The Longest Day of Chemotherapy

It was Tuesday, 5th June, Jubilee Day. Most of the UK was celebrating the 60 years of the reign of Queen Elizabeth II with an extra public holiday.   I marked the day with my first day of chemotherapy.   It was certainly memorable!

I met with the oncologist at 9.30 am.   She told me my blood results and scans from the previous week were satisfactory as a result of this,  I could go ahead with chemotherapy today as planned. This was both a relief and a challenge.  A relief because, due to my depression, I am not good at dealing with changes in plan.  A challenge, of course, because this meant, again,  it was made real to me that I had breast cancer a condition that required lengthy and invasive treatment.  Reality struck again.

Fortunately my husband was with me.  His very presence keeps me calm.  It was during this appointment that my breast cancer nurse, Angela Wallace, began to explain some of the side effects of the chemotherapy that I might expect. These were difficult to hear. The cancer had been caught so early that I had not recognised any symptoms of the disease in myself.  I felt quite resentful to hear of the side effects I might suffer from the cure.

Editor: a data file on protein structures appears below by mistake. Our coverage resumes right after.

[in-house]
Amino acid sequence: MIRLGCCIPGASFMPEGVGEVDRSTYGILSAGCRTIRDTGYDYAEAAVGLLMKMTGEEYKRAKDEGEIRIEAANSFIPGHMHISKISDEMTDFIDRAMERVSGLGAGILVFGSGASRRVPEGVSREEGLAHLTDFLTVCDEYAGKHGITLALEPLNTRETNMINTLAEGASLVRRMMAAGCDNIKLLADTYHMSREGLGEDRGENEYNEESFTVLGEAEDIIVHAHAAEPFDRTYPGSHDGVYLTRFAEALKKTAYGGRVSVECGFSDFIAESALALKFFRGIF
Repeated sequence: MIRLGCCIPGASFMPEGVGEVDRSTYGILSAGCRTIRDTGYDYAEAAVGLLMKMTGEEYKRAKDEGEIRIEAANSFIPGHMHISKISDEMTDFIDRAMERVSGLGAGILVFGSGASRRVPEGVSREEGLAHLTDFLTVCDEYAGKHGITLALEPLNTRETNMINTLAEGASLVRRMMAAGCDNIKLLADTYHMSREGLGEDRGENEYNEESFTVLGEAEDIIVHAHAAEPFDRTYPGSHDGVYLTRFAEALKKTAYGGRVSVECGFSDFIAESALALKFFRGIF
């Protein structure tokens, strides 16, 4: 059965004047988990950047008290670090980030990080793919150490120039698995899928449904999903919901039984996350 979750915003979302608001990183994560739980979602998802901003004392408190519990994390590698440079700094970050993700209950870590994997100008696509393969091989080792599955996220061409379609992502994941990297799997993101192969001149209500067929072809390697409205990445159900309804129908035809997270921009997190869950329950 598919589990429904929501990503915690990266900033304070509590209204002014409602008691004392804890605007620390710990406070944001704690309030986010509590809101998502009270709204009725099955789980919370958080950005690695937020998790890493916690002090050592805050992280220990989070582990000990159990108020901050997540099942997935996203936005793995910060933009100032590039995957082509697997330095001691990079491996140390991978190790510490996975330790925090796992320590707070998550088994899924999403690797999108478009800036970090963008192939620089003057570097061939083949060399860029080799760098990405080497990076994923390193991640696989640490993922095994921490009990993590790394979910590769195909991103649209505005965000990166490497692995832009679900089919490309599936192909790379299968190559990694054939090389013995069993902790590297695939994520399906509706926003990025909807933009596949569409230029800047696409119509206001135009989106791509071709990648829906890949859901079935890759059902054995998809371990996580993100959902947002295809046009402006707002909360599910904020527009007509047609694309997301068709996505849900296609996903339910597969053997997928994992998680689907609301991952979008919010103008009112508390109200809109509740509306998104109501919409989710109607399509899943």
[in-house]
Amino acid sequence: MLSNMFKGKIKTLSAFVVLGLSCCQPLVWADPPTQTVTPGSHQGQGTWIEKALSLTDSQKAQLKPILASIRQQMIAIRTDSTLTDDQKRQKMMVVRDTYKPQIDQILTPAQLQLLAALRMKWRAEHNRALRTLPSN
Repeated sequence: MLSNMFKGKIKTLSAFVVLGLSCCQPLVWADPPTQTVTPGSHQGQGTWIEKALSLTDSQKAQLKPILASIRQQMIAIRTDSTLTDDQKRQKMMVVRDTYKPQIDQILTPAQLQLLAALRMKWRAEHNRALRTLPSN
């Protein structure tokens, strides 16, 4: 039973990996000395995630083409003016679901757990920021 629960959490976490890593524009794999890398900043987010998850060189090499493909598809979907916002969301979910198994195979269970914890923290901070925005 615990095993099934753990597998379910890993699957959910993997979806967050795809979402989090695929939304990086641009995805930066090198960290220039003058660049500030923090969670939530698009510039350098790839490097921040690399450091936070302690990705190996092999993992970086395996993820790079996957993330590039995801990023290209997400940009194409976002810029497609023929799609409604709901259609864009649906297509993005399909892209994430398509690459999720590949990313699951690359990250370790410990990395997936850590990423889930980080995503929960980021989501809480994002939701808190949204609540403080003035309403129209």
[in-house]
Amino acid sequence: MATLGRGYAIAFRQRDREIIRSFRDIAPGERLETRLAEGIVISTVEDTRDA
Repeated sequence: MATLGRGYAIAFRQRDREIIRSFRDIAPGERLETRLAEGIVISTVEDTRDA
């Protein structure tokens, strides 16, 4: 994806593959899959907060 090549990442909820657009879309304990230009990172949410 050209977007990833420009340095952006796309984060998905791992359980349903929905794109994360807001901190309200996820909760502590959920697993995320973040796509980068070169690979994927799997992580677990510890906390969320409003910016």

She explained to me that I would be entitled to a wig, in case I suffered from hair loss.  She also told me that the hair loss would be likely to be from all over my body and that I could expect, among other things, to suffer from a dripping nose. It all sounded distressing and disgusting.

I told Angela that I did not think I would bother with a wig.  I thought it would be too hot during the summer. However, she explained to me that it can sometimes be easier for other people if I wear a wig, especially my mother and my children.   She also drew to my attention that my treatment would last well into October and therefore it would be the end of the year, a much colder time of year, before my hair would begin to grow back.  This was another reality check.